This was my first trip with the Los Alamos Geological Society. I have known about the Society for some years, having attended several of their annual Earth Treasures shows and having the temerity to link some of my blog posts at their Facebook page, but I didn’t actually pay the dues and join until last December.

The Joseph Mine (map) is located just a couple of miles north of the small resort of Ojo Caliente (map). I’ve been to the area before, where I found that there are some excellent hiking trails, but I have not attempted to drive into the back country.

The hilly terrain north and west of the resort is the southernmost part of the Tusas Mountains and is underlain mostly by Precambrian metarhyolite, amphibolite, and schist, intruded in numerous locations by pegmatite dikes. The Joseph Mine itself is located in a large pegmatite plug that has intruded the boundary between metarhyolite and amphibolite outcrops.

The Tusas Mountains are part of the Yavapai Precambrian province, which is about 1.7 to 1.8 billion years old. At that time, the southern boundary of the tectonic core of North America, which geologists have dubbed Laurentia, ran roughly along the Wyoming-Colorado border. South of this ancient shoreline, there was a mid-ocean ridge, and a hodgepodge of island arcs and other juvenile crust was accreted to southern Laurentia to form the Yavapai Province. This extends from northern Colorado to the Jemez Mountains, west into Arizona, and east perhaps as far as the Midwest. The metarhyolite and amphibolite surrounding the Joseph Mine have been assigned to the Vadito Group, and radioisotope dating of zircons from these formations confirms an age of about 1.7 billion years old.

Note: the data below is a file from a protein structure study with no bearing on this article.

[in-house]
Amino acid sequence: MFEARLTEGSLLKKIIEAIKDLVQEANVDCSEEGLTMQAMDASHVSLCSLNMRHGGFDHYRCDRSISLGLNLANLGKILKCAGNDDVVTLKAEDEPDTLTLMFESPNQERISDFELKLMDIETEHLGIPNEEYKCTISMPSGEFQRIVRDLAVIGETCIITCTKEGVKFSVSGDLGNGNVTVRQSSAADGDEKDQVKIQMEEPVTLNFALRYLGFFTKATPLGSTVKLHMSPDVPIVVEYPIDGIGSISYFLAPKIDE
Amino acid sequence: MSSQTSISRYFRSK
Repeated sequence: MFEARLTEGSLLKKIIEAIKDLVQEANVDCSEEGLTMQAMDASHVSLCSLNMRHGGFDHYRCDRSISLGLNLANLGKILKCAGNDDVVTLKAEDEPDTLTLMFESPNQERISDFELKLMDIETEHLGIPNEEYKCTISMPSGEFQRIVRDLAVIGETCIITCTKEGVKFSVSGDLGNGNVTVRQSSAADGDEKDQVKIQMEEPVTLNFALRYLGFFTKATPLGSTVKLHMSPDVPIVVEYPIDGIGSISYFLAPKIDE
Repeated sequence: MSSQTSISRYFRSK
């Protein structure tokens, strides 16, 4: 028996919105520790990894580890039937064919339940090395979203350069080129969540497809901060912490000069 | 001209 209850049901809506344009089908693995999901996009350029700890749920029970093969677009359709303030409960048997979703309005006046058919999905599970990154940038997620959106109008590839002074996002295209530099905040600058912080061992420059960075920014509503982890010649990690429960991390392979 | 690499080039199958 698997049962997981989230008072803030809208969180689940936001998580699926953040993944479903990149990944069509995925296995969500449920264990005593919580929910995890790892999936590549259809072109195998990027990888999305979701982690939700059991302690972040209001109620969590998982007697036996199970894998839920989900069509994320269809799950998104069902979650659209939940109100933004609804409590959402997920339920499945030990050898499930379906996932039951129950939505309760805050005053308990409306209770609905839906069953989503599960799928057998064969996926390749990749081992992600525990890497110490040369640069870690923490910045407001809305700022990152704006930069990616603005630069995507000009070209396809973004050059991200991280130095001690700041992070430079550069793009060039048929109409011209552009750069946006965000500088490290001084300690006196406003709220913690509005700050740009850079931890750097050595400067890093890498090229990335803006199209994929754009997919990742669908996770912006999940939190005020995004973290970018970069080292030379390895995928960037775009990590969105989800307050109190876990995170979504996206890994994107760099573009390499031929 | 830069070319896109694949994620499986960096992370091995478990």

The pegmatite intrusions into the Vadito Group, including the plug in which the Joseph Mine is located, have been dated to about 1.4 billion years old. Similar granite intrusions of this age are found throughout the western United States, making up perhaps as much as 40% of Precambrian exposures. The cause of this episode of widespread intrusion of high-silica magma into the crust remains controversial. The most common opinion is that it did not result from a continental collision or other mountain-building event, and so these granites are described as anorogenic (not associated with an orogeny, or episode of mountain building), or A-type granites for short. A-type granites have a distinctive chemical composition, being rich in silica and alkaline metals (sodium and potassium) and having a high ratio of iron to magnesium and a low calcium content. However, a few geologists claim that they have found evidence for an orogeny at about this time in the Picuris Mountains, and it is not obvious what other event could have caused such widespread crustal heating. So geologists have hedged their bets: A-type can also stand for alkaline-type, without any judgment on its mode of origin.